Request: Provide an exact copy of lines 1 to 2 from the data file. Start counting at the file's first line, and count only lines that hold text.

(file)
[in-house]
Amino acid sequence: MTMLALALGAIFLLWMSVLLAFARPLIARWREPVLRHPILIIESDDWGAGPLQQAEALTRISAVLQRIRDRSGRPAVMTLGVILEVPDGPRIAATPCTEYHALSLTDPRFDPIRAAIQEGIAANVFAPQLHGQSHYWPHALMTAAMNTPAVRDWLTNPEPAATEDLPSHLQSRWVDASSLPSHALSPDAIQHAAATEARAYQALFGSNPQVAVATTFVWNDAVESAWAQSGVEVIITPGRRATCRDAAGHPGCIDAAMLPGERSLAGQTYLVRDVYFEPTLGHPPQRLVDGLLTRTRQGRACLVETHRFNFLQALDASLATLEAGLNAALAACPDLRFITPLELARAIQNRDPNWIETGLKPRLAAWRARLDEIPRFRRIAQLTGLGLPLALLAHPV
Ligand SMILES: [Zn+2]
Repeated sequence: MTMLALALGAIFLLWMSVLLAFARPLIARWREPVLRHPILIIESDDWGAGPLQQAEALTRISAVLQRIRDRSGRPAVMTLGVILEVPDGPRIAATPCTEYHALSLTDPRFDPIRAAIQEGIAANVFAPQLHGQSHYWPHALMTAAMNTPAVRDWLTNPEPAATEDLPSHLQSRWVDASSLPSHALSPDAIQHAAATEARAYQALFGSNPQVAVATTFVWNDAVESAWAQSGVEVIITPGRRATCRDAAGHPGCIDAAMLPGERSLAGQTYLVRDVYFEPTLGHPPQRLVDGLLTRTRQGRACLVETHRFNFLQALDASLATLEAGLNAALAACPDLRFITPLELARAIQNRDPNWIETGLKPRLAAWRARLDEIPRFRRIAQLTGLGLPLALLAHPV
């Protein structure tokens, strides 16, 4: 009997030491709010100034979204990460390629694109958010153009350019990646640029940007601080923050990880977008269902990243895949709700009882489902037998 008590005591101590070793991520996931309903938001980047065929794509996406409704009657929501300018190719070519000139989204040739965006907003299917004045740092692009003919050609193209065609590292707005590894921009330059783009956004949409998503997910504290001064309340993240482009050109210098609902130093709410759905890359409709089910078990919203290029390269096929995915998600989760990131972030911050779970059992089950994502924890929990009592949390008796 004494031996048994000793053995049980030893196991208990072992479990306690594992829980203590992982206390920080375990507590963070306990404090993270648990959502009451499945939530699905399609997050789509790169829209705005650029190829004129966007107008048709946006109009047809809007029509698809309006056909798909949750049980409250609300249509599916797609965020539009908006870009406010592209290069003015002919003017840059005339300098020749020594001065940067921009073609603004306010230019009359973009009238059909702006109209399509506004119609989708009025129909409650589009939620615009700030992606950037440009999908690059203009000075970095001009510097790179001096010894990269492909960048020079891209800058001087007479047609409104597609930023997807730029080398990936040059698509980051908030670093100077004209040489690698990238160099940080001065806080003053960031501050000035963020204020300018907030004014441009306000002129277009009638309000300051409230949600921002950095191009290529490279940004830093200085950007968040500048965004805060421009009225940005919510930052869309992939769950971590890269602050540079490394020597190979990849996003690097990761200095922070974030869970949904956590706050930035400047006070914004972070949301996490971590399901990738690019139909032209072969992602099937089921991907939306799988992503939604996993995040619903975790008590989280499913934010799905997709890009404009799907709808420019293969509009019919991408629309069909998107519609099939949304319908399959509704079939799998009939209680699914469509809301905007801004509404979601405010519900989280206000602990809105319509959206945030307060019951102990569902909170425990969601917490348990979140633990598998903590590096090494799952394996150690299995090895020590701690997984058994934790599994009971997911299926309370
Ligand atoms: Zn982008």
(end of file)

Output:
[in-house]
Amino acid sequence: MTMLALALGAIFLLWMSVLLAFARPLIARWREPVLRHPILIIESDDWGAGPLQQAEALTRISAVLQRIRDRSGRPAVMTLGVILEVPDGPRIAATPCTEYHALSLTDPRFDPIRAAIQEGIAANVFAPQLHGQSHYWPHALMTAAMNTPAVRDWLTNPEPAATEDLPSHLQSRWVDASSLPSHALSPDAIQHAAATEARAYQALFGSNPQVAVATTFVWNDAVESAWAQSGVEVIITPGRRATCRDAAGHPGCIDAAMLPGERSLAGQTYLVRDVYFEPTLGHPPQRLVDGLLTRTRQGRACLVETHRFNFLQALDASLATLEAGLNAALAACPDLRFITPLELARAIQNRDPNWIETGLKPRLAAWRARLDEIPRFRRIAQLTGLGLPLALLAHPV